Their current turnaround time is 2 weeks, sometimes 4-5 days depending on how fast the customer might need the order. This means that we can deliver a pressing for an artist quicker than anyone else, but also for independent artists who rely on release dates.

I noticed that you collaborate with both major labels and social initiatives. What do those partnerships look like?

We did a really fun collaboration with Hus Forbi and the Danish artist Lukas Graham for Christmas in 2018, where we pressed 12.500 7inch copies that were instantly sold out, and the proceeds donated to the homeless in Denmark. Check out the different colour versions here.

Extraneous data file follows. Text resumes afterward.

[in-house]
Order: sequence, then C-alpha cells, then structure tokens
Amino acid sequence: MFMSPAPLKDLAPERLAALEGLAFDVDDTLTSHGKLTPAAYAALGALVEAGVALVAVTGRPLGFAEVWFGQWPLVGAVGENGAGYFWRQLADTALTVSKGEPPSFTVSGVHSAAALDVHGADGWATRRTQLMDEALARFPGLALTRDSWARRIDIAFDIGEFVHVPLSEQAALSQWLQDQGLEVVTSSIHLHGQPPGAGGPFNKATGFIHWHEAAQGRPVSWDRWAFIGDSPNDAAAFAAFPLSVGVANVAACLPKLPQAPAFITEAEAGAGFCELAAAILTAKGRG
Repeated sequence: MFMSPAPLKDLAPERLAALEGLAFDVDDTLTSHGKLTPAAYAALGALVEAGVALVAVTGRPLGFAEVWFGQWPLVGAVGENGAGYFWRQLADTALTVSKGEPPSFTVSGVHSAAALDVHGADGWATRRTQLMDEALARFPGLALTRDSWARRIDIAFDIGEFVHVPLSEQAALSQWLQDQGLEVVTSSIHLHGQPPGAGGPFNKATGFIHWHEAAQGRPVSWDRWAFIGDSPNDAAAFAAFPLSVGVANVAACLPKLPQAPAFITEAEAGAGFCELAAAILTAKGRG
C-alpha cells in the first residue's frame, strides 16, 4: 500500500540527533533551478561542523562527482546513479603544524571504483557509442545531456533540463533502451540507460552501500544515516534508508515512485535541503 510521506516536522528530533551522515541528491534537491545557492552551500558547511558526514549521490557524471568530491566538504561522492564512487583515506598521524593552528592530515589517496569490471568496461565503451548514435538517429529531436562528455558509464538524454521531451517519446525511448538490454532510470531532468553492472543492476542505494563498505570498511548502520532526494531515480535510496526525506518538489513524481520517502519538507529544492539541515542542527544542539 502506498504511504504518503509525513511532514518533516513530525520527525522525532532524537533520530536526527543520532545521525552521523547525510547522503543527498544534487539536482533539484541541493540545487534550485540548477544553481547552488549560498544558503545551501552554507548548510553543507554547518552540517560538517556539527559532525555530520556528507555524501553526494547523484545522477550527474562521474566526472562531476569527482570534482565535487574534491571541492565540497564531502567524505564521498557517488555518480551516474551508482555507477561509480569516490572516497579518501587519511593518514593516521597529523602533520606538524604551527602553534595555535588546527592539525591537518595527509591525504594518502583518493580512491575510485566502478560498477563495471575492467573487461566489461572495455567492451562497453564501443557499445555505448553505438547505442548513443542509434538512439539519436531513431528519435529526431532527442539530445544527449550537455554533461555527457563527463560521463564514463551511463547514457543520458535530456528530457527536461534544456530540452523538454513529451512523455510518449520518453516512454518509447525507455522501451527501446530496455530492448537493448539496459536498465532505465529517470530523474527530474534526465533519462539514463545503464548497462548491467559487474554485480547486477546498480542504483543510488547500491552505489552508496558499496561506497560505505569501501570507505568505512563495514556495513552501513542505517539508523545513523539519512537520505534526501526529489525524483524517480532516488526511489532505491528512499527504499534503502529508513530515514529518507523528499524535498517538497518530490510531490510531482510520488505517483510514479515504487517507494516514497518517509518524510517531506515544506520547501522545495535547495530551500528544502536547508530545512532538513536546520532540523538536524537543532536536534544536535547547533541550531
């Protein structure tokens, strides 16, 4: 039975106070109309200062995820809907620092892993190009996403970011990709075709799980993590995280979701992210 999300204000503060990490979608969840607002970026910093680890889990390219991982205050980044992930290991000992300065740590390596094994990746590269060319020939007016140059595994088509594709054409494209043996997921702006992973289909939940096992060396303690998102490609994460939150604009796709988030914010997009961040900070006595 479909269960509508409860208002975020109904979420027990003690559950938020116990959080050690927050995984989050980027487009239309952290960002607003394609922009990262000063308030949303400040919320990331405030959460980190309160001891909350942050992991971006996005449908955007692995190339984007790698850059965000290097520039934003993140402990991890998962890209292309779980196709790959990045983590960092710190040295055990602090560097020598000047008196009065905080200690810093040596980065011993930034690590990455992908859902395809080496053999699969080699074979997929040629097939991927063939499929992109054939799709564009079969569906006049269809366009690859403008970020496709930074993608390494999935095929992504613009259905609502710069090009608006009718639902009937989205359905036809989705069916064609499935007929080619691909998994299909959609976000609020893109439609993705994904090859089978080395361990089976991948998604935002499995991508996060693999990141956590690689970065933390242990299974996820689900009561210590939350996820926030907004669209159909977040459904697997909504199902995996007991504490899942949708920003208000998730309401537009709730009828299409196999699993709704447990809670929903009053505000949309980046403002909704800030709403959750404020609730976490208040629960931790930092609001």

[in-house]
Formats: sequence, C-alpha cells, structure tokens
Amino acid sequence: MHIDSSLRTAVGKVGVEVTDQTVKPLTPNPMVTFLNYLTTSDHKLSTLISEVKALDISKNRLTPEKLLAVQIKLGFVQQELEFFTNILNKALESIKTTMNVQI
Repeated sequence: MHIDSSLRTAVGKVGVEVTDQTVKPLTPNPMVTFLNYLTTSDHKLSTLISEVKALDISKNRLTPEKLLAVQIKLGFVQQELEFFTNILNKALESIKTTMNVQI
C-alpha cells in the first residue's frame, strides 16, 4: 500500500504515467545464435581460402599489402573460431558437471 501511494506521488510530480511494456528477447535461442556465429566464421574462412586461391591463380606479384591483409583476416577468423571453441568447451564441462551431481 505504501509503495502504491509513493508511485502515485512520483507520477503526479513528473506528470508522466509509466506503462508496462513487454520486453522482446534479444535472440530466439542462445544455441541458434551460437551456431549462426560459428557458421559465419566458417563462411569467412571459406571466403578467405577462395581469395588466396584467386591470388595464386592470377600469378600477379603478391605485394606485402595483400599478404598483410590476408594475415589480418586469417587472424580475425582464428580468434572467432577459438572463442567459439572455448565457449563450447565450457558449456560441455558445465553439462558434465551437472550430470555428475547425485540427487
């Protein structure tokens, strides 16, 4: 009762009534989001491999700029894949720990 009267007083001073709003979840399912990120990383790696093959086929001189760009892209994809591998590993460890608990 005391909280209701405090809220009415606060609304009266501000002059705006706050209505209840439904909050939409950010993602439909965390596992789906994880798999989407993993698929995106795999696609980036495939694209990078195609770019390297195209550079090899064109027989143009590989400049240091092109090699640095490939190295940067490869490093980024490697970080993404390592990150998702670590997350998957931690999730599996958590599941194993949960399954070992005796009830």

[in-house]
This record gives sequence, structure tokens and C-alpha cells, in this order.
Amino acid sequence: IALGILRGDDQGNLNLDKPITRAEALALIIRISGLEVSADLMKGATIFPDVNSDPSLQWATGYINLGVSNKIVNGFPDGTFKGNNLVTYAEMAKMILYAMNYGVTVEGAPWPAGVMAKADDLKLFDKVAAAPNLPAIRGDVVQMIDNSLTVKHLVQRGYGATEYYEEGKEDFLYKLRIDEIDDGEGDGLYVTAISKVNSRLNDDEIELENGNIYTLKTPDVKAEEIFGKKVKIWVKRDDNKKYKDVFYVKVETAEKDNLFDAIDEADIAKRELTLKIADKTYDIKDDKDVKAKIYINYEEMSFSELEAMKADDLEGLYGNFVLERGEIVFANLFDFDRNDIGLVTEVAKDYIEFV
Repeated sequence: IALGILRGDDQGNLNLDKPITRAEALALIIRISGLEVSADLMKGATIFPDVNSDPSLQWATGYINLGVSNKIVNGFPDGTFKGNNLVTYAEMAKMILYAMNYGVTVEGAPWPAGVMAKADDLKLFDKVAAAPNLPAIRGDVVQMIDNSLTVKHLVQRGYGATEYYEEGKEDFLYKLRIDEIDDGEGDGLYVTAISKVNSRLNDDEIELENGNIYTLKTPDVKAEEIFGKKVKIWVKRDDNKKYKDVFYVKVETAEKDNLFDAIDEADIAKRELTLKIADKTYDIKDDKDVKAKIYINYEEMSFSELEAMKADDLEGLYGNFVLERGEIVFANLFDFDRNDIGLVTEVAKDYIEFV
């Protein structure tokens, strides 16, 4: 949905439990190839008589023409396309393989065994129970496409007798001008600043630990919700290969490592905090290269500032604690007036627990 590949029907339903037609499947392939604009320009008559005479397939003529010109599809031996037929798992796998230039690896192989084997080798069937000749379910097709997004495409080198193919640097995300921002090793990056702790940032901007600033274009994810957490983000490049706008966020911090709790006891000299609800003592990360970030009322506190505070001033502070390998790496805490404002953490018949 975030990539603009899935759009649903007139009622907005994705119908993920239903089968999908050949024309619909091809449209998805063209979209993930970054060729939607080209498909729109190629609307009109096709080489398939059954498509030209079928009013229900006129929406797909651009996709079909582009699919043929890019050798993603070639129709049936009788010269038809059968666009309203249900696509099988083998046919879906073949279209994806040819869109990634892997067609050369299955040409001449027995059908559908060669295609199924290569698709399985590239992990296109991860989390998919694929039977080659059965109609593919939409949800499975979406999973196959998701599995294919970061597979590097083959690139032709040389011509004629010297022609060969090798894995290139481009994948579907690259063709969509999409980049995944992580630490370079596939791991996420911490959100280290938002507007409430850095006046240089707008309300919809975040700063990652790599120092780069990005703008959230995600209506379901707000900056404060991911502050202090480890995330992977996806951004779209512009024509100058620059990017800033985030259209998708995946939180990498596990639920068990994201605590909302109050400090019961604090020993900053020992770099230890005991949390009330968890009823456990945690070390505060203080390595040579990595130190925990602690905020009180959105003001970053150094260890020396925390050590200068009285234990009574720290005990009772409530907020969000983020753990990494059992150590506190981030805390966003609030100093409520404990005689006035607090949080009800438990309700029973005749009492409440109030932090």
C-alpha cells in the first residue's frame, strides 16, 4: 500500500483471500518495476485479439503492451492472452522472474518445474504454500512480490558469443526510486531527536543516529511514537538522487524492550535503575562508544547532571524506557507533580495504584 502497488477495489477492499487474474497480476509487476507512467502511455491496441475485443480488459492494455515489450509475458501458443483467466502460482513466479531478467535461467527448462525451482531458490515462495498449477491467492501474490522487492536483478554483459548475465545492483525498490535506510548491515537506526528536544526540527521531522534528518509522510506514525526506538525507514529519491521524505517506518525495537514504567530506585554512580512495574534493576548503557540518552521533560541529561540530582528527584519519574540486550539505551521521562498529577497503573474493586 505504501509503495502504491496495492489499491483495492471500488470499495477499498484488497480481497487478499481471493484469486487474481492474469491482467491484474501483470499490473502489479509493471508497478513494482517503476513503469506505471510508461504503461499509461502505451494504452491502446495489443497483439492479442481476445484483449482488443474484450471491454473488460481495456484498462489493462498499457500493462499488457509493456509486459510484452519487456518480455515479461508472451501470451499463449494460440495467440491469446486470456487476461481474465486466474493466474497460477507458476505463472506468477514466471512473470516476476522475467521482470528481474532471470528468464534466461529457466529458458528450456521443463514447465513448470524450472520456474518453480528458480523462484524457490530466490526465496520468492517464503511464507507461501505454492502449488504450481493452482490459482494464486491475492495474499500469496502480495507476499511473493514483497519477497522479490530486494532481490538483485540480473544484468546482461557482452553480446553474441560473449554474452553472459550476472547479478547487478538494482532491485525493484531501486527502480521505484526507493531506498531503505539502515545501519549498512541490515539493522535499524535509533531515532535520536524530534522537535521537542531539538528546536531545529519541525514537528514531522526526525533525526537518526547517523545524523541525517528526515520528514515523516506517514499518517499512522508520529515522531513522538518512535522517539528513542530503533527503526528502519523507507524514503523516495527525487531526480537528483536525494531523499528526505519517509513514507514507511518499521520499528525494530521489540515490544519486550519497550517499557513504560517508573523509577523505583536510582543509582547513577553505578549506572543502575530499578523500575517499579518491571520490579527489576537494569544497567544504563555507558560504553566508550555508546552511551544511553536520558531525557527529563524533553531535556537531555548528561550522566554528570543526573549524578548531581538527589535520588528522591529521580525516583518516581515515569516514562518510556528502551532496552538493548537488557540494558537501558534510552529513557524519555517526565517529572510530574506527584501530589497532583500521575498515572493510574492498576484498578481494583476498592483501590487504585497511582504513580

So what makes the pressing sustainable and environmental-friendly? 

Essentially we try to make the entire process of pressing environmental-friendly. This means that it’s not only the machine that already reduces waste by recycling all the water used, electricity generated and so forth. We also recycle the waste of each pressing process (which is 20%) plastic and i.e. instead of traditional scotch we use a scotch made of cardboard.

Why do you think Discogs is an important platform, also in terms of future sustainability? 

Discogs is our Bible here at RPM. It is a great (and the only) way to keep track of almost every release in the world. For us, it can also be very useful to see i.e. what label has released what, our catalogue, new innovation in design etc. Regarding sustainably, Discogs has a very powerful voice, and if they would make blog posts of all of the new innovation to be sustainable in the vinyl business, then that would be a great way for everyone to know where to look to be up to date with all the newest ways to be as sustainable as possible.